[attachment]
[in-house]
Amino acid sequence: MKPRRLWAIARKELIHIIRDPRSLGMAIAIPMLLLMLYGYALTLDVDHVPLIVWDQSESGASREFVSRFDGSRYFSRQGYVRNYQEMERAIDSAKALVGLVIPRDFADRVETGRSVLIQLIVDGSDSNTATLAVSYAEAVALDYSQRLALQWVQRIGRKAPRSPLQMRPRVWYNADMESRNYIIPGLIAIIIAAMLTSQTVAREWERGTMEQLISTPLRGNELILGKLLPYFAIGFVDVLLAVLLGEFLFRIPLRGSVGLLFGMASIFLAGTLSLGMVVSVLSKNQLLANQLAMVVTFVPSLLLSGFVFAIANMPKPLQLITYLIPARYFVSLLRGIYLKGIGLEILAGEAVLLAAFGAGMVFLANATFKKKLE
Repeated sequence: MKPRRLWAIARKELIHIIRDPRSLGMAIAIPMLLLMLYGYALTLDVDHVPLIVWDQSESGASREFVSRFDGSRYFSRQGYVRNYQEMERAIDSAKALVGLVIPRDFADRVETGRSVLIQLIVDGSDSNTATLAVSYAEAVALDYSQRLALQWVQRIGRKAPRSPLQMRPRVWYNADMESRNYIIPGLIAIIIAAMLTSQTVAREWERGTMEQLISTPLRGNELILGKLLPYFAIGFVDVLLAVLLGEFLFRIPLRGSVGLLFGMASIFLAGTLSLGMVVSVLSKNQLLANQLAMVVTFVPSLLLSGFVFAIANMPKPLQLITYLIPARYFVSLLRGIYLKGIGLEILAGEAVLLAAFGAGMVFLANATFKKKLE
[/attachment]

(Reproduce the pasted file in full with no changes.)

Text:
[in-house]
Amino acid sequence: MKPRRLWAIARKELIHIIRDPRSLGMAIAIPMLLLMLYGYALTLDVDHVPLIVWDQSESGASREFVSRFDGSRYFSRQGYVRNYQEMERAIDSAKALVGLVIPRDFADRVETGRSVLIQLIVDGSDSNTATLAVSYAEAVALDYSQRLALQWVQRIGRKAPRSPLQMRPRVWYNADMESRNYIIPGLIAIIIAAMLTSQTVAREWERGTMEQLISTPLRGNELILGKLLPYFAIGFVDVLLAVLLGEFLFRIPLRGSVGLLFGMASIFLAGTLSLGMVVSVLSKNQLLANQLAMVVTFVPSLLLSGFVFAIANMPKPLQLITYLIPARYFVSLLRGIYLKGIGLEILAGEAVLLAAFGAGMVFLANATFKKKLE
Repeated sequence: MKPRRLWAIARKELIHIIRDPRSLGMAIAIPMLLLMLYGYALTLDVDHVPLIVWDQSESGASREFVSRFDGSRYFSRQGYVRNYQEMERAIDSAKALVGLVIPRDFADRVETGRSVLIQLIVDGSDSNTATLAVSYAEAVALDYSQRLALQWVQRIGRKAPRSPLQMRPRVWYNADMESRNYIIPGLIAIIIAAMLTSQTVAREWERGTMEQLISTPLRGNELILGKLLPYFAIGFVDVLLAVLLGEFLFRIPLRGSVGLLFGMASIFLAGTLSLGMVVSVLSKNQLLANQLAMVVTFVPSLLLSGFVFAIANMPKPLQLITYLIPARYFVSLLRGIYLKGIGLEILAGEAVLLAAFGAGMVFLANATFKKKLE